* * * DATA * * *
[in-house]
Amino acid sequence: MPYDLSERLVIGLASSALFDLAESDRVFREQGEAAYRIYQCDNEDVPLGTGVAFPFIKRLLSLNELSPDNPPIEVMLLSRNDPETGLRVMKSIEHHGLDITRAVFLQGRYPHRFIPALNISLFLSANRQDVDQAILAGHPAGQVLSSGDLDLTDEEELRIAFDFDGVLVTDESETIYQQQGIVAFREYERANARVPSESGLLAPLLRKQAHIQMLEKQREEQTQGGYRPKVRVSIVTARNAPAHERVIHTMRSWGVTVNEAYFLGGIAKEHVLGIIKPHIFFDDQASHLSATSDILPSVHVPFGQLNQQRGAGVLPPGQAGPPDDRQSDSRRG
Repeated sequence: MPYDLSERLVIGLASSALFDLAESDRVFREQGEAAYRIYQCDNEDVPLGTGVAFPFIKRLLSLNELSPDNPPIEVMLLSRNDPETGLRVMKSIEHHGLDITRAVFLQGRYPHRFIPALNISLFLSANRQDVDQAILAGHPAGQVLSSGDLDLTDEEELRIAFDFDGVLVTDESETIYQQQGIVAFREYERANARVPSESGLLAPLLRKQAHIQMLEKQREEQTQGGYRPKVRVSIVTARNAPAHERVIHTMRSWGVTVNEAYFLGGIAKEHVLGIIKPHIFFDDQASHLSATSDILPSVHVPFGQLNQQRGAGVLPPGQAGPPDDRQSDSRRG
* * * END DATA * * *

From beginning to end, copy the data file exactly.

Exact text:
[in-house]
Amino acid sequence: MPYDLSERLVIGLASSALFDLAESDRVFREQGEAAYRIYQCDNEDVPLGTGVAFPFIKRLLSLNELSPDNPPIEVMLLSRNDPETGLRVMKSIEHHGLDITRAVFLQGRYPHRFIPALNISLFLSANRQDVDQAILAGHPAGQVLSSGDLDLTDEEELRIAFDFDGVLVTDESETIYQQQGIVAFREYERANARVPSESGLLAPLLRKQAHIQMLEKQREEQTQGGYRPKVRVSIVTARNAPAHERVIHTMRSWGVTVNEAYFLGGIAKEHVLGIIKPHIFFDDQASHLSATSDILPSVHVPFGQLNQQRGAGVLPPGQAGPPDDRQSDSRRG
Repeated sequence: MPYDLSERLVIGLASSALFDLAESDRVFREQGEAAYRIYQCDNEDVPLGTGVAFPFIKRLLSLNELSPDNPPIEVMLLSRNDPETGLRVMKSIEHHGLDITRAVFLQGRYPHRFIPALNISLFLSANRQDVDQAILAGHPAGQVLSSGDLDLTDEEELRIAFDFDGVLVTDESETIYQQQGIVAFREYERANARVPSESGLLAPLLRKQAHIQMLEKQREEQTQGGYRPKVRVSIVTARNAPAHERVIHTMRSWGVTVNEAYFLGGIAKEHVLGIIKPHIFFDDQASHLSATSDILPSVHVPFGQLNQQRGAGVLPPGQAGPPDDRQSDSRRG